In New Delhi, campaigners from United4Iran, the Trans Asia Alliance and the Asian Center for Human Rights joined Baha'is in a peaceful march on Sunday 1 April across the city, calling for the release of Iran's jailed seven Baha'i leaders. Following the march, the group gathered at the city's famous Red Fort.
[BWNS 3 April 2012] NEW YORK — The plight of Iran’s seven imprisoned Baha’i leaders has been capturing the public’s attention in 12 of the world’s major cities, where a day of action marked the combined total of 10,000 days that the seven have so far spent in prison.
In an initiative coordinated by human rights organization United4Iran, the image of the seven was widely displayed on Sunday 1 April – on mobile billboards, buses, bicycles, a canal boat, and T-shirts.
The billboard image of the Baha’i leaders was a mosaic of smaller photographs of hundreds of people currently jailed in Iran including journalists, trade unionists, politicians, student and women’s activists, and religious leaders.
“The plight of these seven is representative of the countless Iranian men and women who have been jailed for defending their freedom and human rights,” said Firuzeh Mahmoudi, United4Iran’s director and founder.
“Our message to the seven is this: The world has not forgotten you, and we will continue to fight for your freedom and that of other Iranian prisoners of conscience.”
In New Delhi, India, around 200 campaigners carrying banners marched across the city in an action that was co-supported by the Trans Asia Alliance and the Asian Center for Human Rights. The Center’s director Suhas Chakma said, “Iran has failed to respect international human rights standards on fair trial and therefore must release the seven unconditionally.”
In South Africa, buses displaying the image of the seven prisoners are following routes in Johannesburg, Cape Town and Pretoria.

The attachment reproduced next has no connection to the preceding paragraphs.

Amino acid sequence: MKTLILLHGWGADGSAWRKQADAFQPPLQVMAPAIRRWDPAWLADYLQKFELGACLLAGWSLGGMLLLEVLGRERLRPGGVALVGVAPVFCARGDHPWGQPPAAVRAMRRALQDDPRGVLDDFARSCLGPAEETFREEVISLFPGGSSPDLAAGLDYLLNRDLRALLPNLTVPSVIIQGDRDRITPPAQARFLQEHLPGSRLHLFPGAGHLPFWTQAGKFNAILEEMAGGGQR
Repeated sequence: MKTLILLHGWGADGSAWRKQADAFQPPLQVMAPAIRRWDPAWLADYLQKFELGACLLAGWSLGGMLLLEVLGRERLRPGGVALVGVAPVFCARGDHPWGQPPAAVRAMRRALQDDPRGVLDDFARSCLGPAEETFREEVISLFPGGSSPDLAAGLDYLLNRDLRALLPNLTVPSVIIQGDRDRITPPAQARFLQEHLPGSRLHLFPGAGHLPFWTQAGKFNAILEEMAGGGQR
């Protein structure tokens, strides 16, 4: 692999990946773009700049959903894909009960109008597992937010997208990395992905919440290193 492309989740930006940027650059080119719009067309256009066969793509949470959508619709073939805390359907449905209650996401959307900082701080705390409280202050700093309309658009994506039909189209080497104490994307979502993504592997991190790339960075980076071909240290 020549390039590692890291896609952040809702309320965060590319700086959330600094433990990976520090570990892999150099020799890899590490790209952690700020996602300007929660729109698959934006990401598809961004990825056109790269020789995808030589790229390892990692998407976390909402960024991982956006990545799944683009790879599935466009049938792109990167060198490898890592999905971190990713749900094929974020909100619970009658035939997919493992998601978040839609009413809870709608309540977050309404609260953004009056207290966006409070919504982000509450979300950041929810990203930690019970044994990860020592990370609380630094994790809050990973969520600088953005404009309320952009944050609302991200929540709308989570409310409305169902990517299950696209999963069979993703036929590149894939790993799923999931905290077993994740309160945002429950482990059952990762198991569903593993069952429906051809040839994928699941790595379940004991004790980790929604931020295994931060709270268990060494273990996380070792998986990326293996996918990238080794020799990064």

A large truck bearing the same image toured Brazil’s federal capital, Brasilia. Brazilian supporters wore T-shirts that spelled out “Libertem Baha’is Irã” (“Free Baha’is Iran”).
In Berlin, Germany, the picture of the seven was displayed around the city on special bicycles. The initiative was launched by German Member of Parliament Serkan Tören, who is a Muslim of Turkish origin. “I urge the Iranian Government to grant the Baha’i Faith community the right of religious freedom to which Iran has an obligation under international law. I urge the international community to maintain pressure on Iran in order to fulfill its international obligation,” said Mr. Tören.
In the Netherlands, the poster of the prisoners travelled by barge on Amsterdam’s canals while mobile billboards also generated interest as they toured Sydney (Australia), Paris (France), Wellington (New Zealand), London (U.K.) and Washington D.C. (U.S.A).
The seven Baha’i prisoners are Fariba Kamalabadi, Jamaloddin Khanjani, Afif Naeimi, Saeid Rezaie, Mahvash Sabet, Behrouz Tavakkoli, and Vahid Tizfahm. Prior to their arrests in 2008, they were members of an ad-hoc national-level group which attended to the spiritual and social needs of Iran’s Baha’i community. They are each serving 20-year jail terms handed down after six brief court sessions characterized by a lack of due legal process. The seven categorically denied such charges as espionage, propaganda against the Islamic republic and the establishment of an illegal administration.
“The seven were, and remain, totally innocent of any wrongdoing,” said Bani Dugal, the Baha’i International Community’s principal representative to the United Nations.
“Ten thousand days of their lives have literally been stolen from them forever – days which they would have dedicated to the service of their fellow countrymen,” she said. “The day is long overdue when these prisoners are freed to be able to make their contribution to the country they love.”